What's your job about?
Re-Leased is a property management SAAS – my areas of responsibility lie within resolving bugs and adding refinements. My day-to-day work generally revolves around investigating the cause of a certain issue within the system. Once found I then devise solutions and try to pick the best one that results in a fast, low-risk fix. I then brace the area with any necessary tests before solving the issue. I find it enjoyable as it results in dynamic work where I get to experience working in many different areas in the system.
What's your background?
I grew up in a mixture of Auckland, Sydney and Dunedin for my schooling years before starting my degree at the Eastern Institute of Technology in Hawke’s Bay in 2018. I would say the most important stages of my life thus far have been school and tertiary education; I began tinkering with computers and code in the Digital Technology course at my high school in Dunedin before jumping straight into my degree. I first began working at Re-Leased through the internship program at EIT before landing a full-time job. I’ve have been here for close to a year inclusive of the internship.
Could someone with a different background do your job?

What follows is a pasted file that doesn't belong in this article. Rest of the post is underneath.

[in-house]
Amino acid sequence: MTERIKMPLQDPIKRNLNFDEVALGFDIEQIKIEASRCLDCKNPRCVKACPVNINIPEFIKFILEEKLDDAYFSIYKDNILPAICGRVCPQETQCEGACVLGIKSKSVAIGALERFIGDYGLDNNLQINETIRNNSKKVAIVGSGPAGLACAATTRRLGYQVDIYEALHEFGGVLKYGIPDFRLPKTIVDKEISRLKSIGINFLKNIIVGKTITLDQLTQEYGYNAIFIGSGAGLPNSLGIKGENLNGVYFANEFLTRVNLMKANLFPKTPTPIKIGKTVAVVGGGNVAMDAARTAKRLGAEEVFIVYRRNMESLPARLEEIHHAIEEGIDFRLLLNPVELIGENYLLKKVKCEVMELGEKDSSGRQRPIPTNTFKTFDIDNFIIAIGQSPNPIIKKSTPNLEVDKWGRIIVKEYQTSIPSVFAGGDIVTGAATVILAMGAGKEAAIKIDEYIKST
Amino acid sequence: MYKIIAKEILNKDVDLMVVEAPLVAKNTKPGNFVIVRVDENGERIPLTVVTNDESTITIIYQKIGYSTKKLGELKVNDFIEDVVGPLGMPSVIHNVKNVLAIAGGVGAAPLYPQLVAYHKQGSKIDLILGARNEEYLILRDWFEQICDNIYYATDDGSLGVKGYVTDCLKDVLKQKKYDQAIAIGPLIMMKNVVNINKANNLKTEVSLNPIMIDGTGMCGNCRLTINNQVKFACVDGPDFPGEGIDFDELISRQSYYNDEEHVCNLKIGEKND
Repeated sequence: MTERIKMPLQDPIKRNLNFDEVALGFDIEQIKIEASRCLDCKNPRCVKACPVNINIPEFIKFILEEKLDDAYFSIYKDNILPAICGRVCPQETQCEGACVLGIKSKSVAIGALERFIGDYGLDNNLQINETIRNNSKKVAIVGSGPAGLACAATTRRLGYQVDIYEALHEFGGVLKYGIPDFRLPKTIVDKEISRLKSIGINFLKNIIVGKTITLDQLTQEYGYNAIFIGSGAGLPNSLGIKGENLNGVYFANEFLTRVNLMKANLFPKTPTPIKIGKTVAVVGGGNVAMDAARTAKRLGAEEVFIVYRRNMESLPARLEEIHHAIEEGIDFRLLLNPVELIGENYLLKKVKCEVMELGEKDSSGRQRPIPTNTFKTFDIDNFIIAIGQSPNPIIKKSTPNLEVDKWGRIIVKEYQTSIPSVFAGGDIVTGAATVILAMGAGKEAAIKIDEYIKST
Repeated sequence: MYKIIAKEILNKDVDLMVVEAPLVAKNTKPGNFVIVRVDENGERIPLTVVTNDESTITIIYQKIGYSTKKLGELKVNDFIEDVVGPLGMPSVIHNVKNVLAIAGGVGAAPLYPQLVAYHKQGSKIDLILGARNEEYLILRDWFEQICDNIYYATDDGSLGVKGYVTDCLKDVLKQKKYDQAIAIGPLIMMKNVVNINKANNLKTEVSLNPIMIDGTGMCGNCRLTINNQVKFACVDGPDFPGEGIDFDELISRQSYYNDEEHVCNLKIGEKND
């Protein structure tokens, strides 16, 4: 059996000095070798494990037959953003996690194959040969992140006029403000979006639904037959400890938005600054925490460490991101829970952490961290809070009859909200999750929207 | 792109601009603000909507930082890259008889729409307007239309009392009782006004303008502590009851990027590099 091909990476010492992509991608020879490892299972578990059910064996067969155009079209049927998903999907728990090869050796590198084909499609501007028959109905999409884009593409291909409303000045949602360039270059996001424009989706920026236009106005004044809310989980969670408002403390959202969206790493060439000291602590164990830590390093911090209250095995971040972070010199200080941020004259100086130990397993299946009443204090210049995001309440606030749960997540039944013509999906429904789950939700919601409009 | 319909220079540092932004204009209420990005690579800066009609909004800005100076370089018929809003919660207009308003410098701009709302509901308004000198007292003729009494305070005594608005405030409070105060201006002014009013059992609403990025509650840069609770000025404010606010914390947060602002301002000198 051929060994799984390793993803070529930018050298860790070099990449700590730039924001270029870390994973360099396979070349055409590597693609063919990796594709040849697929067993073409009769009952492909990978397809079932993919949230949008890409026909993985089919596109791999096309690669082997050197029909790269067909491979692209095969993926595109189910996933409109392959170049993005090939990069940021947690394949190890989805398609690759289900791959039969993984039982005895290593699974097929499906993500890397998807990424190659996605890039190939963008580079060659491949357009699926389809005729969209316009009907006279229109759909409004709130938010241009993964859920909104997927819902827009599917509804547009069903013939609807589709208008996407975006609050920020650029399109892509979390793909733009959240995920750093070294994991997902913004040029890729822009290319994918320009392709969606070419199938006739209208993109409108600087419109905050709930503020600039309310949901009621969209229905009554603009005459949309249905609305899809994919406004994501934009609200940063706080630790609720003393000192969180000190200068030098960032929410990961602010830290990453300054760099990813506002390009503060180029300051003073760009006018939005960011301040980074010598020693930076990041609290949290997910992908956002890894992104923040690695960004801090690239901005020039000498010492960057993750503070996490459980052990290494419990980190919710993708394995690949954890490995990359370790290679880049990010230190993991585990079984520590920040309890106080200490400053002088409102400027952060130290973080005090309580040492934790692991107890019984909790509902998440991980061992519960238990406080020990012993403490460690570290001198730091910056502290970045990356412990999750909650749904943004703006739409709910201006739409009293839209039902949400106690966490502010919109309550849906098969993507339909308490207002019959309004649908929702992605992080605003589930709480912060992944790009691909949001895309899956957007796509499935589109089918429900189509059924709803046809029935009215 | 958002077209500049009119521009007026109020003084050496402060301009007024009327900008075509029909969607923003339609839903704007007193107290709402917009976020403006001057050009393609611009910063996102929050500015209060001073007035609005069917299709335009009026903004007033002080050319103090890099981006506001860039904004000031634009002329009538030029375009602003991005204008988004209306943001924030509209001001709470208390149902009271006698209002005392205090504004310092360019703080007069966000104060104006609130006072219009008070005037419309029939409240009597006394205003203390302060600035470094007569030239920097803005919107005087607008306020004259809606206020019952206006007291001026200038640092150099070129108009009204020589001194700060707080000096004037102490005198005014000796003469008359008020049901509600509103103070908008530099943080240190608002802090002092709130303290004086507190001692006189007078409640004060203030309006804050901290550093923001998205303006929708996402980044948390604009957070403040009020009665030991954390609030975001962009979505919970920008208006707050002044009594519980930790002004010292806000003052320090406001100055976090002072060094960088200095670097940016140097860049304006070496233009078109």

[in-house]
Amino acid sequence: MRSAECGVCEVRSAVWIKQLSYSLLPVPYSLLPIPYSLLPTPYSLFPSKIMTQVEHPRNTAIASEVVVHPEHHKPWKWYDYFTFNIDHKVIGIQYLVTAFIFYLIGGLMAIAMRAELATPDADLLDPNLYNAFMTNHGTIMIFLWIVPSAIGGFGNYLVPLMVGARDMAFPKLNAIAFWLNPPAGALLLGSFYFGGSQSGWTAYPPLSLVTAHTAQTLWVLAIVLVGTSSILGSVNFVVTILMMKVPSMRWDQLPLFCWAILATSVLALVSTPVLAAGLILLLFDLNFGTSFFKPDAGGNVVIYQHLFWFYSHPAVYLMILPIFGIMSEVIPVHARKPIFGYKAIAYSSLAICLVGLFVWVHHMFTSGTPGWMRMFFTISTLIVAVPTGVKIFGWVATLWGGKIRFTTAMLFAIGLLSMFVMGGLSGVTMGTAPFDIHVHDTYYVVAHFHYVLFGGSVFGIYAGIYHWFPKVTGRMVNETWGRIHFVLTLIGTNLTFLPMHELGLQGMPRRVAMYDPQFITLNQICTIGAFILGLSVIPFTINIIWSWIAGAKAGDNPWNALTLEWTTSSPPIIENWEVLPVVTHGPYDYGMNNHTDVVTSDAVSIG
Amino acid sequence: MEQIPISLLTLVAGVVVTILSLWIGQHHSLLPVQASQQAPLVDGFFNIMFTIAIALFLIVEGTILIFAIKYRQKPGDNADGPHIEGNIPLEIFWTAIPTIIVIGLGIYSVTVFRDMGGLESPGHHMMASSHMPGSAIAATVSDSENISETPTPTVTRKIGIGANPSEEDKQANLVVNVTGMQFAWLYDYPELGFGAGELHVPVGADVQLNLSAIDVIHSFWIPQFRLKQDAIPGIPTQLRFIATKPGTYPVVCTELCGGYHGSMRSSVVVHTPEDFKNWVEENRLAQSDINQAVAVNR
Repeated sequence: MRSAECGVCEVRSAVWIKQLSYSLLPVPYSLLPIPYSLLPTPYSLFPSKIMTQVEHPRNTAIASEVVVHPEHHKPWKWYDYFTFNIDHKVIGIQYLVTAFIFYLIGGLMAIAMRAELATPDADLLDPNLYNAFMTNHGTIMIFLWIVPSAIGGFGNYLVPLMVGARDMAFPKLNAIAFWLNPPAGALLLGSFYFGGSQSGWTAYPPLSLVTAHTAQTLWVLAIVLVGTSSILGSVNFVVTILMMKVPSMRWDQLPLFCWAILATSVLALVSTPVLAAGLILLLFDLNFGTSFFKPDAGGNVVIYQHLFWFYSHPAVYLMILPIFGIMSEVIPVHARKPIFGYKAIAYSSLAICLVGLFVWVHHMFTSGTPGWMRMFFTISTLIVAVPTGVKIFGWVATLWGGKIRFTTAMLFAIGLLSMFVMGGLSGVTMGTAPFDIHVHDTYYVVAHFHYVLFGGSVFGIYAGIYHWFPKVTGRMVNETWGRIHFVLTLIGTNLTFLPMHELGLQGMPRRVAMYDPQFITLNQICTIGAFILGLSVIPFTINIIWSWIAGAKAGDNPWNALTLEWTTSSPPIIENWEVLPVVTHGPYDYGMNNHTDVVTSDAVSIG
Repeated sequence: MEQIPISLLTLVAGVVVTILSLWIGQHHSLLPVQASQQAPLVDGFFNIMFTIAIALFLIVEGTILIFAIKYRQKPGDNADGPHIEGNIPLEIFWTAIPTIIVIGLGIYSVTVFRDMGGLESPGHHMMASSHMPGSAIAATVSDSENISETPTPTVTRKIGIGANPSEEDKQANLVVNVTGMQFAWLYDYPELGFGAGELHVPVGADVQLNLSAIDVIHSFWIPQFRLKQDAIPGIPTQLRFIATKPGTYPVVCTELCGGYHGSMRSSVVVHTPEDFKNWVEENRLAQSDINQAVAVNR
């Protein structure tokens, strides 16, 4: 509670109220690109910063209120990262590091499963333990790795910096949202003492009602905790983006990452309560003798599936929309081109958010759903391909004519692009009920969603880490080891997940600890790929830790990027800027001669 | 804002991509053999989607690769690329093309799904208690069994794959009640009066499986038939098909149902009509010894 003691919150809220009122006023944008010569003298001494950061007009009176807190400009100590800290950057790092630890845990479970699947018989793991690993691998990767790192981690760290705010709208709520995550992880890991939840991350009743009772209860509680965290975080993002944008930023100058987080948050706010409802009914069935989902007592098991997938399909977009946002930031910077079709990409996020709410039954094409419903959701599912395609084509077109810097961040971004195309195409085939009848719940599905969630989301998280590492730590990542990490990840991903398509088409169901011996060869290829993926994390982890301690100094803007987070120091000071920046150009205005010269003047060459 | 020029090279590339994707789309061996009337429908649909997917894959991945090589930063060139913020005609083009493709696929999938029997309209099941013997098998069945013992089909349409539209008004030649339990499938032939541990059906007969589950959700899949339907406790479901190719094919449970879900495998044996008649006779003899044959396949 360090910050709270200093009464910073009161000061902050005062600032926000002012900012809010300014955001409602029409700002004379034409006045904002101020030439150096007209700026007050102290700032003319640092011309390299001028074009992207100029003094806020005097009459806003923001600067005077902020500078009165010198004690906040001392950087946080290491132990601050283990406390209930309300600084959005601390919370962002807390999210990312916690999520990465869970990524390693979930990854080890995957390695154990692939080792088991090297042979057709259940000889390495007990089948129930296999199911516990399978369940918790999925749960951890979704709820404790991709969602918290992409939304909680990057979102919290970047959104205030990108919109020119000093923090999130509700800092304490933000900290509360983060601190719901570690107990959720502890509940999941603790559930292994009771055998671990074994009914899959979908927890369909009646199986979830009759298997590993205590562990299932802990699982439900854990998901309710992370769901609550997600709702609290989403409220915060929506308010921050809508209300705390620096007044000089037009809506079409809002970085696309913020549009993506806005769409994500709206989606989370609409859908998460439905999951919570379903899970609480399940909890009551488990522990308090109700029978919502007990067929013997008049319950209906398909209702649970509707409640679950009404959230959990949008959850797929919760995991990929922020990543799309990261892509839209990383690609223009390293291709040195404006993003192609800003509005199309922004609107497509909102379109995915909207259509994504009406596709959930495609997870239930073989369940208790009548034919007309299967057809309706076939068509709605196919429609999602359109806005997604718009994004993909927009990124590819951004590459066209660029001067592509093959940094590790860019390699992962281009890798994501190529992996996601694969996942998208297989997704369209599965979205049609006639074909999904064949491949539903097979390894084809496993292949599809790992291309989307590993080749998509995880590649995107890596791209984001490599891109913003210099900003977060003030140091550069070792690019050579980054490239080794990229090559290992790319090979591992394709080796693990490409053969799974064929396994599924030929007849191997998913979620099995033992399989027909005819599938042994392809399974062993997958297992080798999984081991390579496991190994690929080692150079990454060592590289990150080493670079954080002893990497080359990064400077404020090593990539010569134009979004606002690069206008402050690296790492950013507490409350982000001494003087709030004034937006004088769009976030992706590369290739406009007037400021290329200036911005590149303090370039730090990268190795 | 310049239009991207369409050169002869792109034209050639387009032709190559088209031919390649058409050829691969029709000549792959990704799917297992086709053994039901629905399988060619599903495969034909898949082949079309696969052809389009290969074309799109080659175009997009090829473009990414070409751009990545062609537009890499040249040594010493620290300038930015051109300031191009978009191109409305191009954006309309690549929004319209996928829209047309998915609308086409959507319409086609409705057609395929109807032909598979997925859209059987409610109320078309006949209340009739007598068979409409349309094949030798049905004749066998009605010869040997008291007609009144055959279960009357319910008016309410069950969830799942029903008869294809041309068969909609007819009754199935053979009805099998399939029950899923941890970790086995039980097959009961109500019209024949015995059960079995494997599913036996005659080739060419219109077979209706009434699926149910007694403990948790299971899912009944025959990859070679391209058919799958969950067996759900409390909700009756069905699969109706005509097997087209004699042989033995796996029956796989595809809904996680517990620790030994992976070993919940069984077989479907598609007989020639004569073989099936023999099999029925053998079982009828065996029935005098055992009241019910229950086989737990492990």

Absolutely. There is nothing definitive about my background that would highlight me as someone suited for software development. I think all you need for this career is a love for problem solving and a hunger for personal growth.
What's the coolest thing about your job?
What I enjoy the most about the job is finally nailing down the cause of a complex issue along with the corresponding solution. There is something very innately satisfying in that, and it scratches an itch for me that nothing else really does. Whether you are designing something from the ground up or fixing something that already exists, there is always going to be elements of problem solving, design, and weighing up different trade-offs for different solutions – it’s a fun process to be a part of.
What are the limitations of your job?
Sometimes it can be tiring and demoralizing when trying to find the cause of a bug that is difficult to reproduce, or to work with code that’s untested and brittle. That being said, these are often the most satisfying fixes in the end.
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